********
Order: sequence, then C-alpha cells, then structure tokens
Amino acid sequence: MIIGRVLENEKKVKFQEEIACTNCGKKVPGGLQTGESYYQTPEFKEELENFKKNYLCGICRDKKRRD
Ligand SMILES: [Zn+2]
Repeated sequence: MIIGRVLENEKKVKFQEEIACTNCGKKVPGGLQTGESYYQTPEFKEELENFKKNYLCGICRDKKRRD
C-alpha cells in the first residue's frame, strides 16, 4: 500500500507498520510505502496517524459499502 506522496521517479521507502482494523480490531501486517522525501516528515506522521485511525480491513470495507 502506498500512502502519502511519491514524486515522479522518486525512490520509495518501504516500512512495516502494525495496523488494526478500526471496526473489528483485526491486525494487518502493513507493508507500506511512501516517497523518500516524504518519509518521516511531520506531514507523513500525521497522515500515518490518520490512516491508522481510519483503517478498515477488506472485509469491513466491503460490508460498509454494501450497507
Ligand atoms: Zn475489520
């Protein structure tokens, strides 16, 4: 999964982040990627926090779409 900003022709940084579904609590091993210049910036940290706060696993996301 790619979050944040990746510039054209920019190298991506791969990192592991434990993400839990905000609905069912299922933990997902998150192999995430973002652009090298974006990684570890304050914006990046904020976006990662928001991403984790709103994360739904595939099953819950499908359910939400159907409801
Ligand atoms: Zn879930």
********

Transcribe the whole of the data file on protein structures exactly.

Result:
Order: sequence, then C-alpha cells, then structure tokens
Amino acid sequence: MIIGRVLENEKKVKFQEEIACTNCGKKVPGGLQTGESYYQTPEFKEELENFKKNYLCGICRDKKRRD
Ligand SMILES: [Zn+2]
Repeated sequence: MIIGRVLENEKKVKFQEEIACTNCGKKVPGGLQTGESYYQTPEFKEELENFKKNYLCGICRDKKRRD
C-alpha cells in the first residue's frame, strides 16, 4: 500500500507498520510505502496517524459499502 506522496521517479521507502482494523480490531501486517522525501516528515506522521485511525480491513470495507 502506498500512502502519502511519491514524486515522479522518486525512490520509495518501504516500512512495516502494525495496523488494526478500526471496526473489528483485526491486525494487518502493513507493508507500506511512501516517497523518500516524504518519509518521516511531520506531514507523513500525521497522515500515518490518520490512516491508522481510519483503517478498515477488506472485509469491513466491503460490508460498509454494501450497507
Ligand atoms: Zn475489520
């Protein structure tokens, strides 16, 4: 999964982040990627926090779409 900003022709940084579904609590091993210049910036940290706060696993996301 790619979050944040990746510039054209920019190298991506791969990192592991434990993400839990905000609905069912299922933990997902998150192999995430973002652009090298974006990684570890304050914006990046904020976006990662928001991403984790709103994360739904595939099953819950499908359910939400159907409801
Ligand atoms: Zn879930």